Selective estrogen-receptor modulators (SERMs) are anti-estrogen drugs. They block the effects of estrogen in some tissues, such as breast tissue, and act like estrogen in other tissues. Some SERMs, such as tamoxifen (Nolvadex, Tamofen), are used to treat breast cancer. Tamoxifen also lowers the risk of getting breast cancer in women at high risk of developing the disease. But this drug increases the risk of uterine (endometrial) cancer.
Women with BRCA2 gene mutations may benefit from taking tamoxifen. This is because if they develop breast tumours, the tumours are more likely to be estrogen-receptor positive. Breast tumours linked with BRCA1 mutations are more likely to be estrogen-receptor negative.
Women who have a high risk of developing breast cancer or those with BRCA2 gene mutations should talk to their doctor about the benefits and possible risks of taking tamoxifen or other SERMs to lower the risk.
Having one or both breasts removed by surgery before cancer develops is called prophylactic mastectomy. This surgery may be an option for some women who have a very high risk of developing breast cancer. Some women consider having this surgery if they have a known BRCA gene mutation or if they already had cancer in one breast. Although many women with BRCA mutations can develop breast cancer, some will not.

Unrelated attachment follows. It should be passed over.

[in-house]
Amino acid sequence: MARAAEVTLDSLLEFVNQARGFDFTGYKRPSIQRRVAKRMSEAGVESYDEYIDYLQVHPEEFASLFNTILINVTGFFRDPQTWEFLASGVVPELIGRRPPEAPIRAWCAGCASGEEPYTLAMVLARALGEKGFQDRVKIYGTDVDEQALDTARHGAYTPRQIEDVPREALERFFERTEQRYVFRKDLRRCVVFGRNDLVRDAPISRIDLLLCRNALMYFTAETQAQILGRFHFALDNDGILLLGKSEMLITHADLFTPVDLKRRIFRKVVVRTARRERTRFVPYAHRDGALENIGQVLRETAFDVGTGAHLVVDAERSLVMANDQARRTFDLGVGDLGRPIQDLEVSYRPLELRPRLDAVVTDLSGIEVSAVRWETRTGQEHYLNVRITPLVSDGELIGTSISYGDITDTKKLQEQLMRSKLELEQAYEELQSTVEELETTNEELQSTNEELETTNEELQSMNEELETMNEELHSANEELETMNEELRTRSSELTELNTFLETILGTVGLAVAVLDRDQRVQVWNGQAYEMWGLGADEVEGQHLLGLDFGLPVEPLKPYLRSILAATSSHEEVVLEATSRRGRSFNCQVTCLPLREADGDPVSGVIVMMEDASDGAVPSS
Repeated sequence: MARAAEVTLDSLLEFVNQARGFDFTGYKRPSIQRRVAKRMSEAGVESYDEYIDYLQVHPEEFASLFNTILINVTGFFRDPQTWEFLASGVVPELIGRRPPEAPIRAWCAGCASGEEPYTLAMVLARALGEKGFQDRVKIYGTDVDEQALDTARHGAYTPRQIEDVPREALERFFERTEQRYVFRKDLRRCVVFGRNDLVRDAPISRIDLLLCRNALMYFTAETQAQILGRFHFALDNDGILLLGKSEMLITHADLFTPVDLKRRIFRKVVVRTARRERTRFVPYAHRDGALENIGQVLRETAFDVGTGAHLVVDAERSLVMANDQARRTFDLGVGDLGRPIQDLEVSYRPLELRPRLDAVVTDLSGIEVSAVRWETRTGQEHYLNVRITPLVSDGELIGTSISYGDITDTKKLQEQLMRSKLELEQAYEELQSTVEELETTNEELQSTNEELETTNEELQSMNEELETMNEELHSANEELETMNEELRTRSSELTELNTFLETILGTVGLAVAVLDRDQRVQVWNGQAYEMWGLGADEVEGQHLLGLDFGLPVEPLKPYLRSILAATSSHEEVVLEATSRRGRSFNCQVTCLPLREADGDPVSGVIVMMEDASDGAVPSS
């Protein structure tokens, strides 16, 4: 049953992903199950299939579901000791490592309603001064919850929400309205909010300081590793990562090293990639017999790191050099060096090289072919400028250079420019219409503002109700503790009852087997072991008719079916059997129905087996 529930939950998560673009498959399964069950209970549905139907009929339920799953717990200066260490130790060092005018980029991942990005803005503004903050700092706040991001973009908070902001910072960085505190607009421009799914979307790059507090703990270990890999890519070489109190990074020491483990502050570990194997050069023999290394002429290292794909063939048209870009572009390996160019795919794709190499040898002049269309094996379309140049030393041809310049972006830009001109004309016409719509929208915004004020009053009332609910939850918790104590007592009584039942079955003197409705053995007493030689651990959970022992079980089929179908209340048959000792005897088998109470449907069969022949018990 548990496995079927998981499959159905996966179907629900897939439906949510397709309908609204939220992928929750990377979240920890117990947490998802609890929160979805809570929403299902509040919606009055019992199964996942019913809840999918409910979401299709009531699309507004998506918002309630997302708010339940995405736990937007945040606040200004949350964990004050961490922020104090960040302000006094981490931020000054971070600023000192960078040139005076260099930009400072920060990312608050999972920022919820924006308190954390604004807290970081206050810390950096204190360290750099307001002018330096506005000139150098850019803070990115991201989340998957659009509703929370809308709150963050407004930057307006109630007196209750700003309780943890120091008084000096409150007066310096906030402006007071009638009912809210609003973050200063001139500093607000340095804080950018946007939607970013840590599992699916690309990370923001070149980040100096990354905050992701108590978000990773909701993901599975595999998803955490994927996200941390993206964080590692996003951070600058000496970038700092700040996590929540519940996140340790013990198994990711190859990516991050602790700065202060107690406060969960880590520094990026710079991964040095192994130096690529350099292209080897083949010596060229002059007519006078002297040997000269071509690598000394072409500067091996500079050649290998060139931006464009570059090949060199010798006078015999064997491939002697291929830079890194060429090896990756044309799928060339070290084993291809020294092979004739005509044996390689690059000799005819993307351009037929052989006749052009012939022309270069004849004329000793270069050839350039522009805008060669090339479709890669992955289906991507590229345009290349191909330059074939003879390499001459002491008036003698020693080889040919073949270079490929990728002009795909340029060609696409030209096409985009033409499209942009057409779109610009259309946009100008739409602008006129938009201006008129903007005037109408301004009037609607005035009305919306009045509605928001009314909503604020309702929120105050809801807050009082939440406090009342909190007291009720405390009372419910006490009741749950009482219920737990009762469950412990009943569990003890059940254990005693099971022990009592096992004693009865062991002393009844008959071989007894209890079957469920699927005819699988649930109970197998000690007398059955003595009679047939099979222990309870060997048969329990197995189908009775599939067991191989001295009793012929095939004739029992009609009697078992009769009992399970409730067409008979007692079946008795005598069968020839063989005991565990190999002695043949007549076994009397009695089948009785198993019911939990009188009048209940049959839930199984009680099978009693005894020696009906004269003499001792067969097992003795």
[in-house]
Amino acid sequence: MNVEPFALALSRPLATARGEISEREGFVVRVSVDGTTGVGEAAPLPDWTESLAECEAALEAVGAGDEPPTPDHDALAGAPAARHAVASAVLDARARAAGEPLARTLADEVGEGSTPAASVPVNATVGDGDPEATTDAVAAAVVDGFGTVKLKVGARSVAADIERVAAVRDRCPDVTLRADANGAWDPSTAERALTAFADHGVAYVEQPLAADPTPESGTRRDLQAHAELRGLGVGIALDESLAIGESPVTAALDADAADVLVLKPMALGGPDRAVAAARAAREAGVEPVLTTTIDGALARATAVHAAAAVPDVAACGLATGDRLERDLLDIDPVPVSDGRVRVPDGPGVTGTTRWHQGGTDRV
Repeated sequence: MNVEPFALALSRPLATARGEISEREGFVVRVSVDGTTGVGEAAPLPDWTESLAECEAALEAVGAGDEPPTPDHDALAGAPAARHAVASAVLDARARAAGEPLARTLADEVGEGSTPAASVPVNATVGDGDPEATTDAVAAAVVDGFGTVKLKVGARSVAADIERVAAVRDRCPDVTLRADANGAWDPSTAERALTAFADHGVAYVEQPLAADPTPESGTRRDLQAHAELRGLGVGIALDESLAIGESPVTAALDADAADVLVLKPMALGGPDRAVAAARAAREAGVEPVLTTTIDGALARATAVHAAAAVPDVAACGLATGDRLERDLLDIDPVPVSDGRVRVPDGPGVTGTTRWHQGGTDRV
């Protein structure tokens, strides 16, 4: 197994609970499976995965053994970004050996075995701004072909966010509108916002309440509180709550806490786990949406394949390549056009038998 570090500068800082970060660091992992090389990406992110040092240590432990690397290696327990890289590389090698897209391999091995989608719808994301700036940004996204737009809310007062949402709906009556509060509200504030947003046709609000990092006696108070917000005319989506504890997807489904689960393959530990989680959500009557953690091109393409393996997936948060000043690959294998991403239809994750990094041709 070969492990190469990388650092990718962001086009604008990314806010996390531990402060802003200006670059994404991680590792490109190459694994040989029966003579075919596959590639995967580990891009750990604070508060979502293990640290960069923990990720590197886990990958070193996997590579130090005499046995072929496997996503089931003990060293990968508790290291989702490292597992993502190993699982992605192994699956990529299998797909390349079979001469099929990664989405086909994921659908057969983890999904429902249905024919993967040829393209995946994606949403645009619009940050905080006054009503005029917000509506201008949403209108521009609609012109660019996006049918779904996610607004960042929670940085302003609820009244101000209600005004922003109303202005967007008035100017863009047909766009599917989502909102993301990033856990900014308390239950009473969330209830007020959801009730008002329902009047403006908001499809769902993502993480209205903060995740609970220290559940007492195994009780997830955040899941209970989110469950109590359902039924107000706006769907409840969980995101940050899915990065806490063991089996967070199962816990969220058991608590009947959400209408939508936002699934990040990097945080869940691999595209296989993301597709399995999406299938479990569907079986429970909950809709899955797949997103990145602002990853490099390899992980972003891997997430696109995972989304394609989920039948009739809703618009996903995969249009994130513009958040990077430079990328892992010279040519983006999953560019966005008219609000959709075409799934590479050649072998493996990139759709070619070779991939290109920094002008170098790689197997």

Breast cancer can still develop in the small amount of breast tissue left behind after prophylactic mastectomy, but this rarely happens. Studies show that prophylactic mastectomy results in about a 90% decrease in the risk for breast cancer in high-risk women.
The decision to have a prophylactic mastectomy should be carefully considered. Talk to your doctor about all the risks and benefits of the procedure. Be sure to discuss other options for lowering risk, such as close surveillance and chemoprevention. For some women who have a very high risk of developing breast cancer, this surgery may be the right choice after weighing the benefits and risks.
Surgically removing both ovaries before cancer develops is called prophylactic oophorectomy. The ovaries are the body’s main source of estrogen, so removing them lowers the level of estrogen in the body. This can lower the risk for breast cancer in women with BRCA mutations. It can also lower their risk for ovarian cancer.
Removing the ovaries will put a woman into menopause. Some women may decide to have their ovaries removed after they’ve finished having children.
The decision to have a prophylactic oophorectomy should be carefully considered. Talk to your doctor about all the risks and benefits of the procedure. Discuss other options for lowering risk as well. For some women who have a very high risk of developing breast cancer, this surgery may be the right choice after weighing the benefits and risks.
More information about reducing cancer risk
Learn what you can do to prevent cancer.
I was in total shock when I heard the diagnosis of cancer. Cancer to me was an adult’s disease. Being a 13-year-old teenager, it certainly wasn’t even on my radar.